the ribs of the disaster
curving their assertion
among the tentative haunters.

This is the place.
And I am here, the mermaid whose dark hair
streams black, the merman in his armored body.
We circle silently
about the wreck
we dive into the hold.
I am she: I am he

whose drowned face sleeps with open eyes
whose breasts still bear the stress
whose silver, copper, vermeil cargo lies
obscurely inside barrels
half-wedged and left to rot
we are the half-destroyed instruments
that once held to a course
the water-eaten log
the fouled compass

We are, I am, you are
by cowardice or courage
the one who find our way
back to this scene
carrying a knife, a camera
a book of myths
in which
our names do not appear.

From Diving into the Wreck: Poems 1971-1972 by Adrienne Rich. Copyright © 1973 by W. W. Norton & Company, Inc. Reprinted by permission of the author and W. W. Norton & Company, Inc. Copyright 1973 by Adrienne Rich.

To the dragon
any loss is
total. His rest 
is disrupted
if a single 
jewel encrusted
goblet has
been stolen.
The circle
of himself
in the nest
of his gold
has been
broken. No
loss is token.

Copyright © 2014 by Kay Ryan. Used with permission of the author. This poem appeared in Poem-A-Day on January 10, 2014. Browse the Poem-A-Day archive.

From Breakfast on through all the day
At home among my friends I stay,
But every night I go abroad
Afar into the land of Nod.

All by myself I have to go,
With none to tell me what to do--
All alone beside the streams
And up the mountain-sides of dreams.

The strangest things are there for me,
Both things to eat and things to see,
And many frightening sights abroad
Till morning in the land of Nod.

Try as I like to find the way,
I never can get back by day,
Nor can remember plain and clear
The curious music that I hear.

This poem is in the public domain.

Arms and the man I sing, who, forced by fate
And haughty Juno's unrelenting hate,
Expelled and exiled, left the Trojan shore.
Long labors, both by sea and land, he bore;
And in the doubtful war, before he won
The Latin realm and built the destined town,
His banished gods restored to rights divine,
And settled sure succession in his line;
From whence the race of Alban fathers come,
And the long glories of majestic Rome.
     O Muse! the causes and the crimes relate,—
What goddess was provok'd, and whence her hate;
For what offense the Queen of Heav'n began
To persecute so brave, so just a man;
Involv'd his anxious life in endless cares,
Expos'd to wants, and hurried into wars!
Can heav'nly minds such high resentment show,
Or exercise their spite in human woe?
     Against the Tiber's mouth, but far away,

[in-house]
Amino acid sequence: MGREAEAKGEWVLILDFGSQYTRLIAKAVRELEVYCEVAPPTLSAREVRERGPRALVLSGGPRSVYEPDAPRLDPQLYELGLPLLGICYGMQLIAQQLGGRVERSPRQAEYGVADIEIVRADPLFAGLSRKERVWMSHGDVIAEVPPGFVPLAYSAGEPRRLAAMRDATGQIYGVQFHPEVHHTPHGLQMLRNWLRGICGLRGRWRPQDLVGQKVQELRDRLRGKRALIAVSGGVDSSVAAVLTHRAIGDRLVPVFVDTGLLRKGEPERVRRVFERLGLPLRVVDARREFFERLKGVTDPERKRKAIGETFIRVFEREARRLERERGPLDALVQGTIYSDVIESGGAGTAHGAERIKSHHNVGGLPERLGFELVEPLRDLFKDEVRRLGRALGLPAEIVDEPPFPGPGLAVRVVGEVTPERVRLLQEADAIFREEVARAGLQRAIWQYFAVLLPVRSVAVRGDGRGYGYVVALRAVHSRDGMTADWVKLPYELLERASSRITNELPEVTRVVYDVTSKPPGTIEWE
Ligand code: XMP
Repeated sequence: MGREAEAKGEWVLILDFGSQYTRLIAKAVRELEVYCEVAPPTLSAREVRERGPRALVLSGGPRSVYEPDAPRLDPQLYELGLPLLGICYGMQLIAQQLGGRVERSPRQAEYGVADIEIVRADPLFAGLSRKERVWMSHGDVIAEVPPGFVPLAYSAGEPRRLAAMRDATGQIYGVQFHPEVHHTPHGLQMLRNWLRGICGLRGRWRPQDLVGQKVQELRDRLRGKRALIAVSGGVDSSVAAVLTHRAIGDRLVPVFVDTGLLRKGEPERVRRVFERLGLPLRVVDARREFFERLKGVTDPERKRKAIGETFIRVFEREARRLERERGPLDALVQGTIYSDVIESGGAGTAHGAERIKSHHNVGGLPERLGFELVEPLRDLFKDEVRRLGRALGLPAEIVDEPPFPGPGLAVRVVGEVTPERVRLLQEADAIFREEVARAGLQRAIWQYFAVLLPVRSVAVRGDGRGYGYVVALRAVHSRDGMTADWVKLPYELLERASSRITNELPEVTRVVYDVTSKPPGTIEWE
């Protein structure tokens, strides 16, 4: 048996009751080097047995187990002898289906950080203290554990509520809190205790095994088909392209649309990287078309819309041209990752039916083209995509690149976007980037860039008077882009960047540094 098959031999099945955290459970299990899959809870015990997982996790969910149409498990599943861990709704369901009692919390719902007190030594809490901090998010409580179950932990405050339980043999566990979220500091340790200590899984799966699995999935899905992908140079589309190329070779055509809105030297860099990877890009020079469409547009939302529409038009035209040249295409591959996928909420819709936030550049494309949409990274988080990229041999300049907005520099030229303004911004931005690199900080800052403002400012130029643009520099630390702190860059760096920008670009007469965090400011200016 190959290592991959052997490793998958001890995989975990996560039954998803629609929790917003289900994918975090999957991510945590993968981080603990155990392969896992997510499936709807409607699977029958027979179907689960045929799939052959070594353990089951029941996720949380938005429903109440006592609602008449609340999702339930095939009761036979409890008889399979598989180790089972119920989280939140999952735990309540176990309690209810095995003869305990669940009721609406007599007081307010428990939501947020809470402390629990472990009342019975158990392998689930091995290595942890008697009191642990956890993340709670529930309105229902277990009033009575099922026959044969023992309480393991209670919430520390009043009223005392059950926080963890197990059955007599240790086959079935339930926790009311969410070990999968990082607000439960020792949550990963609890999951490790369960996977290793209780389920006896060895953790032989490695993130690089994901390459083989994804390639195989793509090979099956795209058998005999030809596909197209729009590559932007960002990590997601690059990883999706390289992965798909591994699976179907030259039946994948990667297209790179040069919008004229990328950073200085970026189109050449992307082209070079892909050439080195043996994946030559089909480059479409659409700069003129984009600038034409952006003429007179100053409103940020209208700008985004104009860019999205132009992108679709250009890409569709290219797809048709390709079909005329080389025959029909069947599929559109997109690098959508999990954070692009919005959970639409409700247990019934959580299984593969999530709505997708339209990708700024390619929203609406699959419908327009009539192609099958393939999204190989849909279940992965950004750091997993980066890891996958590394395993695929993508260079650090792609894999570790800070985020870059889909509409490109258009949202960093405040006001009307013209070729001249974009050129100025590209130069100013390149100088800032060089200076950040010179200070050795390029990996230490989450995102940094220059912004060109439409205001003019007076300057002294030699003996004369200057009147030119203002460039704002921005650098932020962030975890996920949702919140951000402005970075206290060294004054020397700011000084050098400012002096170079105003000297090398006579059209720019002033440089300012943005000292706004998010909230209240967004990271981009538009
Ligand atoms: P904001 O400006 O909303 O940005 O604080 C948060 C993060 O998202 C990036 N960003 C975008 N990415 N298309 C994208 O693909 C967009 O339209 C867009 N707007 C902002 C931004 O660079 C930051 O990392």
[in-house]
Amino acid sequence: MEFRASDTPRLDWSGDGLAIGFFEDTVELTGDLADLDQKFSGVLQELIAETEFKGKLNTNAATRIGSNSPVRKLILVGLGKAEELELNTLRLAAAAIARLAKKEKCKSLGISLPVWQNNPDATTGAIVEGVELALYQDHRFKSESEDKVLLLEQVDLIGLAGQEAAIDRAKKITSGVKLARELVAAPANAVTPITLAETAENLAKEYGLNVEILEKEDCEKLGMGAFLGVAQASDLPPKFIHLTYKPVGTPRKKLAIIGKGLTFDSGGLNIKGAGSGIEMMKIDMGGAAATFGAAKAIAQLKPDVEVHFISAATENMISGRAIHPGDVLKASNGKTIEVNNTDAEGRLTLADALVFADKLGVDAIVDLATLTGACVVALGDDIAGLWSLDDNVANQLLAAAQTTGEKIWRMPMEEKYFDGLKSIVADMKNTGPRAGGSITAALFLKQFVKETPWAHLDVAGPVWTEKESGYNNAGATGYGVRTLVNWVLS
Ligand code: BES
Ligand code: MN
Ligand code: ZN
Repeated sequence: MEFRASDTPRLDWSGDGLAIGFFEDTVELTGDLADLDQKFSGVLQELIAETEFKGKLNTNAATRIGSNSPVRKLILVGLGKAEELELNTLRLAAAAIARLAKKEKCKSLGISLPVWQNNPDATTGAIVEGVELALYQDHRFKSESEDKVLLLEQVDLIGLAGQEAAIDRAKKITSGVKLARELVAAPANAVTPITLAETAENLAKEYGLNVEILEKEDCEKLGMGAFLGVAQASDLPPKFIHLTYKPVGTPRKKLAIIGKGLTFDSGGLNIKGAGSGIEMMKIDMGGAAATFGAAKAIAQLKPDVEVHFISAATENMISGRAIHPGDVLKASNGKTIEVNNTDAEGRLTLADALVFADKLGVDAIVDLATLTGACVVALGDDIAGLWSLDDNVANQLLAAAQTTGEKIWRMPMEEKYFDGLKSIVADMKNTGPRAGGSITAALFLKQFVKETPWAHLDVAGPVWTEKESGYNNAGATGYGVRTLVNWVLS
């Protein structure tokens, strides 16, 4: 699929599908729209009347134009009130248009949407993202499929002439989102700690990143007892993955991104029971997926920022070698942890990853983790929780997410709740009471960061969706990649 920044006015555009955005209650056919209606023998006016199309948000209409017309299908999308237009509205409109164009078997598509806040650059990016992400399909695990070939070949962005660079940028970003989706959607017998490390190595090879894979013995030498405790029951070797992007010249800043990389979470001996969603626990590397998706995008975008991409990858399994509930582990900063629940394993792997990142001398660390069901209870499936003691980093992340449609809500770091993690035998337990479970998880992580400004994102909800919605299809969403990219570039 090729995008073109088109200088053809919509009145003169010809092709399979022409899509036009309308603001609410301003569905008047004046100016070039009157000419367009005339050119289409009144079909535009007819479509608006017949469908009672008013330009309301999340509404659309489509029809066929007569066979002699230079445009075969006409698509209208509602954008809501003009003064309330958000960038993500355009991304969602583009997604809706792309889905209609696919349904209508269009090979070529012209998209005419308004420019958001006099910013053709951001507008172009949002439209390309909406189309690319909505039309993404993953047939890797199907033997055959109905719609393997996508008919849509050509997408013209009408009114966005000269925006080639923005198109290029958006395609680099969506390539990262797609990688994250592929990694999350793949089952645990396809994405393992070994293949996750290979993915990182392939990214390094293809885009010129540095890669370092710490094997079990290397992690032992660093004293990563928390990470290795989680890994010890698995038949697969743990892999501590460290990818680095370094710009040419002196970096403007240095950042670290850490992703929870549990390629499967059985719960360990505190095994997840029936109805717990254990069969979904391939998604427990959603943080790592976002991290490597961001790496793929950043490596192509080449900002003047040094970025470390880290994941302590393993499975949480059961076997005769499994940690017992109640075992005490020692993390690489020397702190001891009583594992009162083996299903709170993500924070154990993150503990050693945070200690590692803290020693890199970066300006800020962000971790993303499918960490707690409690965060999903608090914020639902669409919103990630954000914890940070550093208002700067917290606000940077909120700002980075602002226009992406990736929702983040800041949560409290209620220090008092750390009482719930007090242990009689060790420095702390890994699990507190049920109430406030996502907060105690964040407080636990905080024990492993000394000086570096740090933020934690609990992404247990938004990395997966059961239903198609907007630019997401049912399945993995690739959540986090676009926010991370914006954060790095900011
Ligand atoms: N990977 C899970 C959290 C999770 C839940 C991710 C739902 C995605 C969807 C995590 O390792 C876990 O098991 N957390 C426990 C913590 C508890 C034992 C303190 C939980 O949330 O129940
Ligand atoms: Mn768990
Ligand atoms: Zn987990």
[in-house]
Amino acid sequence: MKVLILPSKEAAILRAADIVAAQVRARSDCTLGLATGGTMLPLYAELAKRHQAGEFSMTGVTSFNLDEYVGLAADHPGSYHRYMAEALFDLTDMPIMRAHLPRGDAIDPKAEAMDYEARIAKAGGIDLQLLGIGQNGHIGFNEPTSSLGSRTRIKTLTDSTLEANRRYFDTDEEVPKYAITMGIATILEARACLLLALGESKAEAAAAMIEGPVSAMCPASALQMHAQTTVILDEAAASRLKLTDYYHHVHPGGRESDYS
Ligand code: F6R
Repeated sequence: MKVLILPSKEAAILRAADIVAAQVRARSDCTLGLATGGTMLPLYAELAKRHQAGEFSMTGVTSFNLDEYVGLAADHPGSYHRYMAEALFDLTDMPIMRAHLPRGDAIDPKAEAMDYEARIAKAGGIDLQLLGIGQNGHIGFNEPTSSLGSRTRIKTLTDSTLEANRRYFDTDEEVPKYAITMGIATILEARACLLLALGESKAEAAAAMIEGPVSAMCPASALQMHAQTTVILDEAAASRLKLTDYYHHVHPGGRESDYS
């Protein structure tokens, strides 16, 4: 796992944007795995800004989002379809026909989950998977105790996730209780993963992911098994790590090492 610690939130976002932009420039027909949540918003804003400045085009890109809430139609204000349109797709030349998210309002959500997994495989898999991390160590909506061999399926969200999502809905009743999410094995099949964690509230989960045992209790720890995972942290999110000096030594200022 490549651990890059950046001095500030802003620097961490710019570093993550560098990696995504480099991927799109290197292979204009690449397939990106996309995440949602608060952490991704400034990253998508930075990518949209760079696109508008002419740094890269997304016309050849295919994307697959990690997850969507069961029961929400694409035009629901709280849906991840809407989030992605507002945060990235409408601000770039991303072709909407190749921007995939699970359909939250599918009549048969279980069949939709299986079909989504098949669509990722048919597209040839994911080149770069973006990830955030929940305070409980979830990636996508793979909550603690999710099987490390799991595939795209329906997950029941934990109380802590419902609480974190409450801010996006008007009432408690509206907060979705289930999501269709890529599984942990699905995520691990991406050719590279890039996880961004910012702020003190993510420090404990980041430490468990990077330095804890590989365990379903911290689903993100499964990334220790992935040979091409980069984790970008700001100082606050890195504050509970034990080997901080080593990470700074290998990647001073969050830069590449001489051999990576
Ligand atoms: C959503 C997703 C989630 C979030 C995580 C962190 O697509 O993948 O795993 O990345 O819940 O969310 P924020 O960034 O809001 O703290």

An ancient town was seated on the sea,—
A Tyrian colony; the people made
Stout for the war, and studious of their trade:
Carthage the name; belov'd by Juno more
Than her own Argos, or the Samian shore.
Here stood her chariot; here, if Heav'n were kind,
The seat of awful empire she design'd.
Yet she had heard an ancient rumor fly,
(Long cited by the people of the sky,)
That times to come should see the Trojan race
Her Carthage ruin, and her tow'rs deface;
Nor thus confin'd, the yoke of sov'reign sway
Should on the necks of all the nations lay.
She ponder'd this, and fear'd it was in fate;
Nor could forget the war she wag'd of late
For conqu'ring Greece against the Trojan state.
Besides, long causes working in her mind,
And secret seeds of envy, lay behind;
Deep graven in her heart the doom remain'd
Of partial Paris, and her form disdain'd;
The grace bestow'd on ravish'd Ganymed,
Electra's glories, and her injur'd bed.
Each was a cause alone; and all combin'd
To kindle vengeance in her haughty mind.
For this, far distant from the Latian coast
She drove the remnants of the Trojan host;
And sev'n long years th' unhappy wand'ring train
Were toss'd by storms, and scatter'd thro' the main.
Such time, such toil, requir'd the Roman name,
Such length of labor for so vast a frame.
     Now scarce the Trojan fleet with sails and oars
Had left behind the fair Sicilian shores,
Entering with cheerful shouts the watery reign,
And plowing frothy furrows in the main,
When, laboring still, with endless discontent
The Queen of Heaven did thus her fury vent:—
     "Then am I vanquished? must I yield?" said she,
"And must the Trojans reign in Italy?"
So Fate will have it, and Jove adds his force;
Nor can my power divert their happy course.
Could angry Pallas, with revengeful spleen,
The Grecian navy burn and drown the men?
She, for the fault of one offending foe,